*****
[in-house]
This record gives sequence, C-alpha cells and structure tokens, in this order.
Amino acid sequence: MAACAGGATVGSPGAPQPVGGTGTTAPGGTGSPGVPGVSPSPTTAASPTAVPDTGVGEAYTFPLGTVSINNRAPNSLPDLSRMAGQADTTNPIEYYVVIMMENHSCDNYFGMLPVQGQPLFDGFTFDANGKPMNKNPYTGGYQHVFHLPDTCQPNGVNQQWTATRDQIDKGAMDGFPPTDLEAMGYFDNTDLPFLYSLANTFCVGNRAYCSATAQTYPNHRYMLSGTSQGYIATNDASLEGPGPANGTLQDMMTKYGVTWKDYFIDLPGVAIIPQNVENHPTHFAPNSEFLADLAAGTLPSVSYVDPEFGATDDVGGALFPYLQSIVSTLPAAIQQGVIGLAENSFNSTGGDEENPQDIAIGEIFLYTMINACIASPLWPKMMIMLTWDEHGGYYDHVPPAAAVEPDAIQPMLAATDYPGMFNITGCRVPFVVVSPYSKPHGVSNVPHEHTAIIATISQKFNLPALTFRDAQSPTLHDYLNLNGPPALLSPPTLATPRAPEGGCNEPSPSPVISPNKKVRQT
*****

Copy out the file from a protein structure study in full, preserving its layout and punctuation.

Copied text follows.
[in-house]
This record gives sequence, C-alpha cells and structure tokens, in this order.
Amino acid sequence: MAACAGGATVGSPGAPQPVGGTGTTAPGGTGSPGVPGVSPSPTTAASPTAVPDTGVGEAYTFPLGTVSINNRAPNSLPDLSRMAGQADTTNPIEYYVVIMMENHSCDNYFGMLPVQGQPLFDGFTFDANGKPMNKNPYTGGYQHVFHLPDTCQPNGVNQQWTATRDQIDKGAMDGFPPTDLEAMGYFDNTDLPFLYSLANTFCVGNRAYCSATAQTYPNHRYMLSGTSQGYIATNDASLEGPGPANGTLQDMMTKYGVTWKDYFIDLPGVAIIPQNVENHPTHFAPNSEFLADLAAGTLPSVSYVDPEFGATDDVGGALFPYLQSIVSTLPAAIQQGVIGLAENSFNSTGGDEENPQDIAIGEIFLYTMINACIASPLWPKMMIMLTWDEHGGYYDHVPPAAAVEPDAIQPMLAATDYPGMFNITGCRVPFVVVSPYSKPHGVSNVPHEHTAIIATISQKFNLPALTFRDAQSPTLHDYLNLNGPPALLSPPTLATPRAPEGGCNEPSPSPVISPNKKVRQT